Bob Schieffer of CBS News and host of Face the Nation on Sunday mornings (Photo : Reuters)
The third and final presidential debate for the 2012 election cycle is set for next Monday with the theme of foreign policy.
The final debate will be moderated by Bob Schieffer of CBS News and was chosen to moderate by the Commission on Presidential Debates (CPD) back in August. Schieffer has previously moderated the final presidential debate in 2008 between then-Senator Barack Obama and Arizona Senator John McCain.
Schieffer joined CBS News in 1969 and has been covering for the network in Washington D.C. from Capitol Hill, the State Department, the Pentagon, and the White House.
He started anchoring the morning news program Face the Nation since May 1991 and served as interim anchor for The CBS Evening News from March 2005 to April 2006.
The CPD has selected Schieffer to decide on the six topics the candidates will debate on as well as the questions.
The specific questions have not been released to the public but the topics have. Although it is noted the topics are subject to change as the news develops.
The topics are:
- America's role in the world
- Our longest war - Afghanistan and Pakistan
- Red Lines: Israel and Iran
- The Changing Middle East and the New Face of Terrorism I
- The Changing Middle East and the New Face of Terrorism II
- The Rise of China and Tomorrow's World
The topics and theme for the debate is a contrast to the first presidential debate this month moderated by Jim Lehrer of PBS, which focused on domestic policy.
Although the second presidential debate, which followed the town hall meeting format and moderated by CNN's Candy Crowley, featured both domestic and foreign policy, the majority of the questions are domestic-based.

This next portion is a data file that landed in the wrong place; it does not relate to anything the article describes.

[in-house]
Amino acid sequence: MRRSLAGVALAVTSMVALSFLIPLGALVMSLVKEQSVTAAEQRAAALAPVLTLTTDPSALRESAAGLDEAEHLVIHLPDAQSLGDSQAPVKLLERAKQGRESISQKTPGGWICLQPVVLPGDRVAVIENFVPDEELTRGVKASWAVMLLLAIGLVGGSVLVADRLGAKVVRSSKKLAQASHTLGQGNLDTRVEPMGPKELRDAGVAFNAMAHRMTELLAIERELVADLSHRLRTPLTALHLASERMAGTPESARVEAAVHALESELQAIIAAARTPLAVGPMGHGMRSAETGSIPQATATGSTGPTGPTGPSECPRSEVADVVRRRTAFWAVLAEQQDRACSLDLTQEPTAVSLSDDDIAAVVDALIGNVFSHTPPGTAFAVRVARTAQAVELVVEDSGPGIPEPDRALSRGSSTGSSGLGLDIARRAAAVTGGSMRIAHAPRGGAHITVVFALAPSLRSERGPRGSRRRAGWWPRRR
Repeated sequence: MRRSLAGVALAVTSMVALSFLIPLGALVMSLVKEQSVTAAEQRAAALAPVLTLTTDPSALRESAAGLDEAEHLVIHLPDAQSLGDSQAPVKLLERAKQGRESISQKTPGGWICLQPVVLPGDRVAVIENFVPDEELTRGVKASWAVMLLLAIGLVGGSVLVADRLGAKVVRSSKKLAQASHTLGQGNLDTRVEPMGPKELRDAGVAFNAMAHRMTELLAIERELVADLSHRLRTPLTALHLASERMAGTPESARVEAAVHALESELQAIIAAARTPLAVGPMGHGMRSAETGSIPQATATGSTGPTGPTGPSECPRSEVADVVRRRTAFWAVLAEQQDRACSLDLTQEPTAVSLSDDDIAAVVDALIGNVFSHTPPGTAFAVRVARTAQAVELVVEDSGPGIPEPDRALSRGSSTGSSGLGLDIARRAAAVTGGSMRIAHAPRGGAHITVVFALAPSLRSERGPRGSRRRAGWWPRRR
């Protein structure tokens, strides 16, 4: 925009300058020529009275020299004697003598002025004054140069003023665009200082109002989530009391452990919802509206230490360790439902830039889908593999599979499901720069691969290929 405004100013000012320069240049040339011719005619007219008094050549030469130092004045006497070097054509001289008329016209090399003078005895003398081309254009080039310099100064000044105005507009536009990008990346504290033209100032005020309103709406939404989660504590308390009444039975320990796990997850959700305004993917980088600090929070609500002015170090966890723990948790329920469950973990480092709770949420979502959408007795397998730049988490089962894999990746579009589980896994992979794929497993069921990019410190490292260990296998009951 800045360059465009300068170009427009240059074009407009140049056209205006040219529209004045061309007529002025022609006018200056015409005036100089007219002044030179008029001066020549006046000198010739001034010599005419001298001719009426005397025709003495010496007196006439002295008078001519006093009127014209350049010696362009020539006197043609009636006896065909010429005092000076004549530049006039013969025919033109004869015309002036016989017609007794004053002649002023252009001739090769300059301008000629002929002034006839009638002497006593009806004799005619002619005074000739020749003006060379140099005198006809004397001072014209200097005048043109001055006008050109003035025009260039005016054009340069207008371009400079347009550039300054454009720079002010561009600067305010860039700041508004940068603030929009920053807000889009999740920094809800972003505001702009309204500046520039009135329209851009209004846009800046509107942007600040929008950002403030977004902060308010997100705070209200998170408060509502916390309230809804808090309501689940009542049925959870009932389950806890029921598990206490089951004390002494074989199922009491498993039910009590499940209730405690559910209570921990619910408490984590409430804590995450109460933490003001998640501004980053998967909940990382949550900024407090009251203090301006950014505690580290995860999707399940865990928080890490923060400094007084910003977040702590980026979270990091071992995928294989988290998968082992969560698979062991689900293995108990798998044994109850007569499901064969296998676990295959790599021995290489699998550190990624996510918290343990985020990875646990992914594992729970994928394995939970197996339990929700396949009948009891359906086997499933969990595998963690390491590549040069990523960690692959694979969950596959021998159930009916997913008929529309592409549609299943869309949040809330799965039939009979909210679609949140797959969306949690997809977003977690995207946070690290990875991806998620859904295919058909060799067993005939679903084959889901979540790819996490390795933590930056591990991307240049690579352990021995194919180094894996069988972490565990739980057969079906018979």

The final debate will have a heavy emphasis on the Arab World (the Middle East and Northern Africa) as five of the six topics affect the region. The situation in Libya, leading to the death of US Ambassador Christopher Stevens will likely be brought up and how the Obama administration handled the series of events, which has been criticized by the Romney campaign and Republicans.
According to the CPD, the format for the debate will be "divided into six time segments of approximately 15 minutes each on topics to be selected by the moderator ... The moderator will open each segment with a question, after which each candidate will have two minutes to respond. The moderator will use the balance of the time in the segment for a discussion of the topic."
The 90-minute presidential debate is set for next Mon., Oct. 22 at 9 p.m. from the battleground state of Florida. It will be seen on all major broadcast networks and cable news channels.
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